Climate change has wide implications for both coastal and landlocked cities across the globe. But building resiliency and adapting to climate change can have disastrous effects for low-income and minority communities in the form of climate gentrification.
What Is Climate Gentrification?
In a classic example of gentrification, developers see an untapped commercial value in a district and build what they think will attract well-paying consumers. This drives up property values and pushes out residents and businesses that cannot afford the higher cost of living—generally, these displaced peoples are communities of color.
Conversely, climate gentrification is caused by displacement or a fear of displacement—whether that be from devastating natural disasters or extreme changes in weather patterns—that result in people moving to different locations.
“It’s about a shift in consumer preferences,” says Jesse Keenan, an Associate Professor at the Tulane University School of Architecture. “In a classic model of gentrification, you’re talking about a very specific neighborhood or district parts of the city, but with climate gentrification, displacement in Louisiana or Florida could lead to climate gentrification in Atlanta.”
Escaping Rising Seas
A low-lying city with considerable beachfront property, Miami’s coastal areas are already threatened by sea-level rise. As wealthy residents begin to flee their expensive homes by the beach, lower-income neighborhoods are faced with the reality of climate gentrification.
The impacts of climate change are no distant danger—the city saw nearly 20 instances of abnormal floods on otherwise pleasant days in 2018 that made entire stretches of the city unusable until the waters receded. As sea levels continue to rise, these “sunny-day floods” will be increasingly common.
Wealthy Miami residents have long preferred beachfront properties, where housing prices are considerably higher than those in inland neighborhoods. But that’s changing quickly.
Harvard researchers, including Keenan while he was on faculty there, examined changes in housing values. They found that Miami neighborhoods with higher elevation have seen dramatic increases in property values from 1971 to 2017 while low-lying areas have seen a decline in value. This holds true across the city, regardless of proximity to the beach, demonstrating the understanding that any low-elevation area will soon be prone to flooding.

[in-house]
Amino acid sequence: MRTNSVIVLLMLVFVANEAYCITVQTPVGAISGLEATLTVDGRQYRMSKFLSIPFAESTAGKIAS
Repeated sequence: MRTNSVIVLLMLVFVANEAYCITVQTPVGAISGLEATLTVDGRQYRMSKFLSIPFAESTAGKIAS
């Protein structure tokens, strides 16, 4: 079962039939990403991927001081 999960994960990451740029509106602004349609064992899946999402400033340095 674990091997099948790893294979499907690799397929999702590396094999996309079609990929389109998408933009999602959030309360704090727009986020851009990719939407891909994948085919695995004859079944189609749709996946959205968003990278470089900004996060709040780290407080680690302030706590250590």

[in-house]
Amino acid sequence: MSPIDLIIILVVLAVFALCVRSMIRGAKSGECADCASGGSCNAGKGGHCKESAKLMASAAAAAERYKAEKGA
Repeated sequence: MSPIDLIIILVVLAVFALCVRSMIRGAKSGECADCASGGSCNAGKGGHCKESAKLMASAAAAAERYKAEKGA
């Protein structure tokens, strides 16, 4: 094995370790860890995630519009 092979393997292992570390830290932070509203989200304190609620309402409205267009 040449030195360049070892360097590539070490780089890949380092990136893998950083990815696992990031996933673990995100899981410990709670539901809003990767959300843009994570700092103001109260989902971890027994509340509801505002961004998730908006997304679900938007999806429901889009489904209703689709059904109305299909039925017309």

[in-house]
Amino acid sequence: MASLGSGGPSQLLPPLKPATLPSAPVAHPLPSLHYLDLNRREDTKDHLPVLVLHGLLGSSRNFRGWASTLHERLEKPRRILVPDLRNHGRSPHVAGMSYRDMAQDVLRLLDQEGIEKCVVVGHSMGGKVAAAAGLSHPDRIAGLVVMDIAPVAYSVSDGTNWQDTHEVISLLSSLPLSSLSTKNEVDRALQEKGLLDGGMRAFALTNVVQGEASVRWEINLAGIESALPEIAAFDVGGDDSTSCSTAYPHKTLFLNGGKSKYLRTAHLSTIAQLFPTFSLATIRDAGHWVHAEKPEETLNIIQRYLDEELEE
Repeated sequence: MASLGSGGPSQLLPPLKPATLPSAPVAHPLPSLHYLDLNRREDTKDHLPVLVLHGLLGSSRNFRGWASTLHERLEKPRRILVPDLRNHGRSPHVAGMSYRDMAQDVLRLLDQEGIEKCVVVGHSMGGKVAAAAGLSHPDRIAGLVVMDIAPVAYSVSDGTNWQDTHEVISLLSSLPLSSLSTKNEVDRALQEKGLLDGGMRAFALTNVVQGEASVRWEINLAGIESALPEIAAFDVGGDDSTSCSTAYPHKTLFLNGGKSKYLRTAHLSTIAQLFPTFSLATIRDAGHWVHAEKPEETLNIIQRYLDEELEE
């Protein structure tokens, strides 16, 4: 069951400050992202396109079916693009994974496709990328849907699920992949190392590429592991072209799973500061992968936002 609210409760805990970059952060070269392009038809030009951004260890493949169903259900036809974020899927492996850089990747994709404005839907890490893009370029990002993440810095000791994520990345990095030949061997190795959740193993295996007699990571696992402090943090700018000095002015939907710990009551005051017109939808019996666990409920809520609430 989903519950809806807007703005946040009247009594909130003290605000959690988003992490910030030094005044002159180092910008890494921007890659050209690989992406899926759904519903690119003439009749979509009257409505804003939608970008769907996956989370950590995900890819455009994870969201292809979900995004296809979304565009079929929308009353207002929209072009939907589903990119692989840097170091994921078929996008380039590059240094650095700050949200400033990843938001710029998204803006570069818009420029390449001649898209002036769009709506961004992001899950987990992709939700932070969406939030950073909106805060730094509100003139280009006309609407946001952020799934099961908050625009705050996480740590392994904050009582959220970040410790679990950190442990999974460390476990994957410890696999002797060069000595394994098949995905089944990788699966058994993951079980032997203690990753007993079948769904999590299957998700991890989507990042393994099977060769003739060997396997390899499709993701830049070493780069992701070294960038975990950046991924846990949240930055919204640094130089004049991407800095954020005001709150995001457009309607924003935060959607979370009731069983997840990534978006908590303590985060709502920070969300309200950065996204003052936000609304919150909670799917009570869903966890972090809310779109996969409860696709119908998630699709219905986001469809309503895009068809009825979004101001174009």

For the residents of high-ground inland areas like the historically Black Little Haiti and Liberty City neighborhoods, these changes represent a sudden and unwanted jump in living expenses, as rents have already begun to increase and some residents have had to leave their homes.
Building Resilient Housing
Fortunately, local governments in those neighborhoods have developed plans to deal with both aspects of the crisis, with the city recently passing a $400 million “Forever Bond” for climate resiliency. Projects funded by the bond will include road reinforcements and the construction of a sea wall, along with $100 million set aside to spend on public and affordable housing.
Meanwhile, Miami-Dade County has launched numerous resiliency projects dedicated to protecting Miami residents, with the recognition that the city has among the starkest income divides in the country. Katherine Hagemann, the Resilience Program Manager for the county, believes that housing needs to be a priority of any climate response plan.